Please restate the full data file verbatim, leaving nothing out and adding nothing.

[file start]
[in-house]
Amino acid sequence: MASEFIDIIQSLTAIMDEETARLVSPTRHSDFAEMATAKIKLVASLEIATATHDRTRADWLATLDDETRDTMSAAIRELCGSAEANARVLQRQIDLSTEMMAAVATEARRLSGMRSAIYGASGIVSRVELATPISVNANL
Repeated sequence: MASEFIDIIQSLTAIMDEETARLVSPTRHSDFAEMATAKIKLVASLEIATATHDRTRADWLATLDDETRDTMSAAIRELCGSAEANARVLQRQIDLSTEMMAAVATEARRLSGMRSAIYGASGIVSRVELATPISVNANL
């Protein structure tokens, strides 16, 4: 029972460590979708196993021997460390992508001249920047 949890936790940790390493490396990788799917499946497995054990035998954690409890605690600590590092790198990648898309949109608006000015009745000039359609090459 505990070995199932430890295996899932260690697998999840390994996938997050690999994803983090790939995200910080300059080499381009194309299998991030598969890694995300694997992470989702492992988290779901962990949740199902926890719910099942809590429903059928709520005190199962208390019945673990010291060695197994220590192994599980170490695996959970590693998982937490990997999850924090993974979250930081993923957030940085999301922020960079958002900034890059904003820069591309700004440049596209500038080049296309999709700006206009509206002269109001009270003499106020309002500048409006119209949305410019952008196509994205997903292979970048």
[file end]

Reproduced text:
[in-house]
Amino acid sequence: MASEFIDIIQSLTAIMDEETARLVSPTRHSDFAEMATAKIKLVASLEIATATHDRTRADWLATLDDETRDTMSAAIRELCGSAEANARVLQRQIDLSTEMMAAVATEARRLSGMRSAIYGASGIVSRVELATPISVNANL
Repeated sequence: MASEFIDIIQSLTAIMDEETARLVSPTRHSDFAEMATAKIKLVASLEIATATHDRTRADWLATLDDETRDTMSAAIRELCGSAEANARVLQRQIDLSTEMMAAVATEARRLSGMRSAIYGASGIVSRVELATPISVNANL
């Protein structure tokens, strides 16, 4: 029972460590979708196993021997460390992508001249920047 949890936790940790390493490396990788799917499946497995054990035998954690409890605690600590590092790198990648898309949109608006000015009745000039359609090459 505990070995199932430890295996899932260690697998999840390994996938997050690999994803983090790939995200910080300059080499381009194309299998991030598969890694995300694997992470989702492992988290779901962990949740199902926890719910099942809590429903059928709520005190199962208390019945673990010291060695197994220590192994599980170490695996959970590693998982937490990997999850924090993974979250930081993923957030940085999301922020960079958002900034890059904003820069591309700004440049596209500038080049296309999709700006206009509206002269109001009270003499106020309002500048409006119209949305410019952008196509994205997903292979970048």